Image of elderly woman experiencing pleasure listening to headphones

A personalised music program is being trialled by the Geraldton Rotary Club in Western Australia to support people living with dementia. The program began in December 2018 when 400 headsets were distributed. This number was for each member of the community diagnosed with dementia.

The headsets are loaded with individually chosen playlists of the user's music  and cost less than $50 each. The aim is to stimulate memory, quieten the mind and encourage conversation through the familiar song selection.

For some people a radio or CD player were playing from early morning until late at night, or if they were travelling there was music playing. These senarios can be revisited with the headsets loaded with memorable songs and the question asked "Do you remember when we were at such and such a place?" for example.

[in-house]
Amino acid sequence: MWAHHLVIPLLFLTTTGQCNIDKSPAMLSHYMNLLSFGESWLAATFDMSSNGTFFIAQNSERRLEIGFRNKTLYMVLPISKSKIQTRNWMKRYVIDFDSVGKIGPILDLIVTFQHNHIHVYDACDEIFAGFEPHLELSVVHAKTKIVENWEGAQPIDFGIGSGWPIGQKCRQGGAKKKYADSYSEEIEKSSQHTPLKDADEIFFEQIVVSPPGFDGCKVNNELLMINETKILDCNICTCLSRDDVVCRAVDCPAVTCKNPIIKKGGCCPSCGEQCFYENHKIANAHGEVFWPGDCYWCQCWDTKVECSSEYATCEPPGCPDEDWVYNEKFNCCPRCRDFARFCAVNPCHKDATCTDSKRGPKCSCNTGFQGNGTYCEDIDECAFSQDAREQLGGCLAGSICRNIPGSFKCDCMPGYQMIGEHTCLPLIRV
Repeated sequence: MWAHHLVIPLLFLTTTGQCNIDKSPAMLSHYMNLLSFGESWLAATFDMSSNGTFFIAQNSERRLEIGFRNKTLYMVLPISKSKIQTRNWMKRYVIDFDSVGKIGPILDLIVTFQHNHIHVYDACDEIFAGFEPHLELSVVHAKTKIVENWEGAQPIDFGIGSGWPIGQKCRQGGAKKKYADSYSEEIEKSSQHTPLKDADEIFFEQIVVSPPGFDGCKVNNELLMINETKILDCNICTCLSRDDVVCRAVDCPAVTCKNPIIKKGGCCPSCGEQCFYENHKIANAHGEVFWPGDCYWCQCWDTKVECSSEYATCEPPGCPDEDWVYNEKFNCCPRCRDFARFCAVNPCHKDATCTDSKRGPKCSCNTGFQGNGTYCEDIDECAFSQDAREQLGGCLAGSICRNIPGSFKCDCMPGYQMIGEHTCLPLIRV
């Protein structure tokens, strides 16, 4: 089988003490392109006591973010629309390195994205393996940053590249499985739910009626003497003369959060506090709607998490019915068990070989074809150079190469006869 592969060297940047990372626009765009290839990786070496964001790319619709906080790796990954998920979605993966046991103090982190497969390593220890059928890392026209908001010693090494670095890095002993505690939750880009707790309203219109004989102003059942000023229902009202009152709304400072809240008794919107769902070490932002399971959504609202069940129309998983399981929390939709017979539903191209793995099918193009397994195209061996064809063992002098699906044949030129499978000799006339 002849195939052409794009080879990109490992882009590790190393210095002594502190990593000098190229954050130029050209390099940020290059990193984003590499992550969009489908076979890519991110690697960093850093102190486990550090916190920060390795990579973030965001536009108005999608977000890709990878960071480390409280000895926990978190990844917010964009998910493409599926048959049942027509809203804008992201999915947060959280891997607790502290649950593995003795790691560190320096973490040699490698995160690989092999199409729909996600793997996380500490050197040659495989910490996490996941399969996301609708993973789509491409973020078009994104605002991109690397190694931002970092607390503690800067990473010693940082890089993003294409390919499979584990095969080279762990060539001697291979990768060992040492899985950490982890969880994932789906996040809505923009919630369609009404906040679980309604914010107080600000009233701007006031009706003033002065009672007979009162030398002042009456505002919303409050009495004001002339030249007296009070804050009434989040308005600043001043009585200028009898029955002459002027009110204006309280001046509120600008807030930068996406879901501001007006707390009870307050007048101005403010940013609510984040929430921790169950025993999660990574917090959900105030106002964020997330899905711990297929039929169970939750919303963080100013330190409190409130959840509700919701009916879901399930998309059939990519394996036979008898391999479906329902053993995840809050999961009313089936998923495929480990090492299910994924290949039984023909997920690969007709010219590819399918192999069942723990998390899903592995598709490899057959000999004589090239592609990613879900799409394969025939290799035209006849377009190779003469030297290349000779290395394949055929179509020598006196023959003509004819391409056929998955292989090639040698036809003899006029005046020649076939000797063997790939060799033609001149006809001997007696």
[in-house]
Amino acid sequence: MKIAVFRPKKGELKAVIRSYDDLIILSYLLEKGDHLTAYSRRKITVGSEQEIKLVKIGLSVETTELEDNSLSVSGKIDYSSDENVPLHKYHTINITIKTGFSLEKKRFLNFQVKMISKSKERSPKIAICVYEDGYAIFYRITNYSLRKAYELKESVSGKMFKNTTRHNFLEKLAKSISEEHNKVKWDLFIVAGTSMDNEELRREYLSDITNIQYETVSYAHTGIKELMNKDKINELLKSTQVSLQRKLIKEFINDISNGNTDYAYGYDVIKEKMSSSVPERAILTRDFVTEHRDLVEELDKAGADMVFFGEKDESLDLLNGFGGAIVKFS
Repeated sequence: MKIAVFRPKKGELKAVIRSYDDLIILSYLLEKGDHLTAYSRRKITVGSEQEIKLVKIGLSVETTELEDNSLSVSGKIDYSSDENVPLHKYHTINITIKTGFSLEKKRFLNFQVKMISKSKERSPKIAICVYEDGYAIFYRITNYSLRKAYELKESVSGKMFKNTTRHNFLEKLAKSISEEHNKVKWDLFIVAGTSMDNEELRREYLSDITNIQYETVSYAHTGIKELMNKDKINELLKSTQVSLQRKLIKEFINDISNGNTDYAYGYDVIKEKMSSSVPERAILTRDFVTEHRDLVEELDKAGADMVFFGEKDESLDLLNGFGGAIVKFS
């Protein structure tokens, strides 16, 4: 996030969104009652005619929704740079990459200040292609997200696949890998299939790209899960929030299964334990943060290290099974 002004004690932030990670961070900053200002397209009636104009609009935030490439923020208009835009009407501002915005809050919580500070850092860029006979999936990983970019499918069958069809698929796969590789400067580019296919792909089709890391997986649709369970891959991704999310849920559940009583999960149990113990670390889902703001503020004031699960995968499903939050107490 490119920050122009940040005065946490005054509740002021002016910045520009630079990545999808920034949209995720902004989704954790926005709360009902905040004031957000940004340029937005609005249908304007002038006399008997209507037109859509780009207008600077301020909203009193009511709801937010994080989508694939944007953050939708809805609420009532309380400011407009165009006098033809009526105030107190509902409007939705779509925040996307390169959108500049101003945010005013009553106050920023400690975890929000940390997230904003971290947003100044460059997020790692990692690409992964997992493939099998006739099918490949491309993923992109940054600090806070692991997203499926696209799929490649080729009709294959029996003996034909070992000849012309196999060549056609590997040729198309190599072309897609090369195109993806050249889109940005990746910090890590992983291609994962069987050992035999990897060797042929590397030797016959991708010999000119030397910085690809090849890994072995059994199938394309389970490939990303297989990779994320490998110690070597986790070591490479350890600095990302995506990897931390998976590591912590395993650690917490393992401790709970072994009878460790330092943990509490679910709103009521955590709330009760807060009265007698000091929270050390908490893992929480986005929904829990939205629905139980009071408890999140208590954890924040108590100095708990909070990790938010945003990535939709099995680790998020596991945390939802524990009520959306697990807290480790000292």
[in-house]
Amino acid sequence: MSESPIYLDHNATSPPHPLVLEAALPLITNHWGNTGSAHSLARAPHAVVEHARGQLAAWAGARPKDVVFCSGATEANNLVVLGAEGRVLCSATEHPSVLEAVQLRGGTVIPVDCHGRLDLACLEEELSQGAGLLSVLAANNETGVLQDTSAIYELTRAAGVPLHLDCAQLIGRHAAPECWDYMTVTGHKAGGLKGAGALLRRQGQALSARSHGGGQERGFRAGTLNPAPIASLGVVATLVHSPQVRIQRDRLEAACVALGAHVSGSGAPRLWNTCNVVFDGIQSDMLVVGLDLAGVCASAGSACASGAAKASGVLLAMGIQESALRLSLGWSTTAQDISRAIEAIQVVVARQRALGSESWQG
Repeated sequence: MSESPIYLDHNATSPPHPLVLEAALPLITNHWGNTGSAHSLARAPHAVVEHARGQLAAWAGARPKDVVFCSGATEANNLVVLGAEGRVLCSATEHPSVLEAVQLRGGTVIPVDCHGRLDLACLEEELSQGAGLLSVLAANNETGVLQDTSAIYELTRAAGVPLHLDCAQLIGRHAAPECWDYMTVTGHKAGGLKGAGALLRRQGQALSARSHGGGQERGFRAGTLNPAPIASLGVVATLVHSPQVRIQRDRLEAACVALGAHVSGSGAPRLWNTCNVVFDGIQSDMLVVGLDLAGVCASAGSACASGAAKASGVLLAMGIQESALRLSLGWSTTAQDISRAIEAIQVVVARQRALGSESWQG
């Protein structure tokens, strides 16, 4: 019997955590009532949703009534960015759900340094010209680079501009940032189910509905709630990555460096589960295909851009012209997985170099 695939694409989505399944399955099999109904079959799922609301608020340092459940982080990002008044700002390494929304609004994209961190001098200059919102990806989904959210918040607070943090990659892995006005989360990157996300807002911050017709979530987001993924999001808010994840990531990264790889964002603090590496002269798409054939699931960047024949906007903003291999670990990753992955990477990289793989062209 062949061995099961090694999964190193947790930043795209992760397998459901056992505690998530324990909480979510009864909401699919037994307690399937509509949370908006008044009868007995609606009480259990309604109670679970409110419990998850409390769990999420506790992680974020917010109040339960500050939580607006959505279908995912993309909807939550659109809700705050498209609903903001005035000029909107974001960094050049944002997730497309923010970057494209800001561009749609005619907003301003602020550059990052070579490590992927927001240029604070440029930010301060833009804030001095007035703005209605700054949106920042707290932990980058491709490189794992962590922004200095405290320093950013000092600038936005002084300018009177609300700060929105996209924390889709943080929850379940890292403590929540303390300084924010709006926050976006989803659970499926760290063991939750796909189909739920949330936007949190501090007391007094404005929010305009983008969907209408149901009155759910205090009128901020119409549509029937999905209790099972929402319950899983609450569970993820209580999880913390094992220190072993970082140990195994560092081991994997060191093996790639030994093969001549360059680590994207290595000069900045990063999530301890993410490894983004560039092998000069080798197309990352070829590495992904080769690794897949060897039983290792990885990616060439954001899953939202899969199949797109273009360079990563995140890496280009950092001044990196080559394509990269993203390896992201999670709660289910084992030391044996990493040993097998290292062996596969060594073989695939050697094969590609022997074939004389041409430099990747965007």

The original idea came to Geoff Wood, the Geraldton Rotary Club president when he had watched ABC Catalyst's special Music on the Brain. He says music is a very powerful part of many people's lives and there is the popular adage that "With the right music, you either forget everything or you remember everything." 

By collaborating with an electronic supplier the cost of the headset with the memory card has meant they are accessible to everyone and could become cheaper in the future. 

The growing number of people with dementia will mean this concept is going to be in greater demand as the baby boomers move into this age range. 

For more information on the personalised headsets see Rotary Club of Geraldton's dementia music trials

Information sourced from ABC News